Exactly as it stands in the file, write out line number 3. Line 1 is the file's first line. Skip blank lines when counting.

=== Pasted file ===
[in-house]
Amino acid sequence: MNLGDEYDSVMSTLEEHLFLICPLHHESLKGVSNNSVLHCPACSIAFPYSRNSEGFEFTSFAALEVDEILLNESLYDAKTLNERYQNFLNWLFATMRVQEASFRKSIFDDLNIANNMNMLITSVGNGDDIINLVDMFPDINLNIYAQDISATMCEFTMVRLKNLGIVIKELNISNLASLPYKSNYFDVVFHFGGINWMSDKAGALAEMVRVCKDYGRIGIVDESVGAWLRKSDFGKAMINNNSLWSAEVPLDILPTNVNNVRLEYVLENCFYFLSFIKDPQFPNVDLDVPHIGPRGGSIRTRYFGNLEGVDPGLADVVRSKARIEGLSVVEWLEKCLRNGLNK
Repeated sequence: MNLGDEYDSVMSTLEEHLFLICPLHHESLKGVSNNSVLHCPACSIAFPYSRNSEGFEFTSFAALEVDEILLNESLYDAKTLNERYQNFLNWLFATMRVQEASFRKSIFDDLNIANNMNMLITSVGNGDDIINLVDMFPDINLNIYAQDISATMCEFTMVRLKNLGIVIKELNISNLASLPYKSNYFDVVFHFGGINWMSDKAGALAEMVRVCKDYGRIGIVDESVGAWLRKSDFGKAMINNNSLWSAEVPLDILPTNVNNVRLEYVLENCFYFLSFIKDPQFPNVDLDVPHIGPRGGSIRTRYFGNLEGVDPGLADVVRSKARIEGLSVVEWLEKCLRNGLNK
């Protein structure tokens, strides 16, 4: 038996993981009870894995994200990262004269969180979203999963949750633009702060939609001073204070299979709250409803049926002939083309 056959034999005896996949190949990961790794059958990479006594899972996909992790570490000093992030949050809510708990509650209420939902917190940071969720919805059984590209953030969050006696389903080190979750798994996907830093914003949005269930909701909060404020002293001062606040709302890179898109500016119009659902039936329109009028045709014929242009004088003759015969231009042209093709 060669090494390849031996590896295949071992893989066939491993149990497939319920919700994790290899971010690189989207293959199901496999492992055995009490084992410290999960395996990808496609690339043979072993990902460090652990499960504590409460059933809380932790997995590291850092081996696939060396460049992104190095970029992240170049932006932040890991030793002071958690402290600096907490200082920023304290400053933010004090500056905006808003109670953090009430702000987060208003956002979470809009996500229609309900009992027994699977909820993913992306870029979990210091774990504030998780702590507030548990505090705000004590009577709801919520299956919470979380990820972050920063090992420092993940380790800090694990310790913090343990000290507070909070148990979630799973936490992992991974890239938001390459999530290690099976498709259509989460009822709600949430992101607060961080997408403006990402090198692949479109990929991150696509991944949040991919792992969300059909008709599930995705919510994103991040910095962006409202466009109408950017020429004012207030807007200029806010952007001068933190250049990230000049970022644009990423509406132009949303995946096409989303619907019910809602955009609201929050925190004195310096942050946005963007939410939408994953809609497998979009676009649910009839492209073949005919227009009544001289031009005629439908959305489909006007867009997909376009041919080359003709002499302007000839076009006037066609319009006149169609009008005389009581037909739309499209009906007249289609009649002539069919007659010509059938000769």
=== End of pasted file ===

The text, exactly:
Repeated sequence: MNLGDEYDSVMSTLEEHLFLICPLHHESLKGVSNNSVLHCPACSIAFPYSRNSEGFEFTSFAALEVDEILLNESLYDAKTLNERYQNFLNWLFATMRVQEASFRKSIFDDLNIANNMNMLITSVGNGDDIINLVDMFPDINLNIYAQDISATMCEFTMVRLKNLGIVIKELNISNLASLPYKSNYFDVVFHFGGINWMSDKAGALAEMVRVCKDYGRIGIVDESVGAWLRKSDFGKAMINNNSLWSAEVPLDILPTNVNNVRLEYVLENCFYFLSFIKDPQFPNVDLDVPHIGPRGGSIRTRYFGNLEGVDPGLADVVRSKARIEGLSVVEWLEKCLRNGLNK